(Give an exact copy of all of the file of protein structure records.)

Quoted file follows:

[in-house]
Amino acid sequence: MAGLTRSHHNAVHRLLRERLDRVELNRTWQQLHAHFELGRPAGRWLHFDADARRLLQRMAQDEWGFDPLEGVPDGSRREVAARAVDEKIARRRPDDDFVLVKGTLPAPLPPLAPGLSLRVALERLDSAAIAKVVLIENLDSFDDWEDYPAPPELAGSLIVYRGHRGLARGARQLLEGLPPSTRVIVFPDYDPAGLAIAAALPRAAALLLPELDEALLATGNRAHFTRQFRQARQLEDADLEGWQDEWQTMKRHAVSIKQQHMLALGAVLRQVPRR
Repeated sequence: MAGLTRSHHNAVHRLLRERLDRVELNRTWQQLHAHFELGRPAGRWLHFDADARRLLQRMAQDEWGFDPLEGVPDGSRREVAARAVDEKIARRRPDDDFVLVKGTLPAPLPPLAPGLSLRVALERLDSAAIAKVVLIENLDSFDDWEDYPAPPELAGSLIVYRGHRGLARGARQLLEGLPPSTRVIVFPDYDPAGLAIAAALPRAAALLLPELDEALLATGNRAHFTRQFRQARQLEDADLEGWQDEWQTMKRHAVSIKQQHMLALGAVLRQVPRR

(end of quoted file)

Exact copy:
[in-house]
Amino acid sequence: MAGLTRSHHNAVHRLLRERLDRVELNRTWQQLHAHFELGRPAGRWLHFDADARRLLQRMAQDEWGFDPLEGVPDGSRREVAARAVDEKIARRRPDDDFVLVKGTLPAPLPPLAPGLSLRVALERLDSAAIAKVVLIENLDSFDDWEDYPAPPELAGSLIVYRGHRGLARGARQLLEGLPPSTRVIVFPDYDPAGLAIAAALPRAAALLLPELDEALLATGNRAHFTRQFRQARQLEDADLEGWQDEWQTMKRHAVSIKQQHMLALGAVLRQVPRR
Repeated sequence: MAGLTRSHHNAVHRLLRERLDRVELNRTWQQLHAHFELGRPAGRWLHFDADARRLLQRMAQDEWGFDPLEGVPDGSRREVAARAVDEKIARRRPDDDFVLVKGTLPAPLPPLAPGLSLRVALERLDSAAIAKVVLIENLDSFDDWEDYPAPPELAGSLIVYRGHRGLARGARQLLEGLPPSTRVIVFPDYDPAGLAIAAALPRAAALLLPELDEALLATGNRAHFTRQFRQARQLEDADLEGWQDEWQTMKRHAVSIKQQHMLALGAVLRQVPRR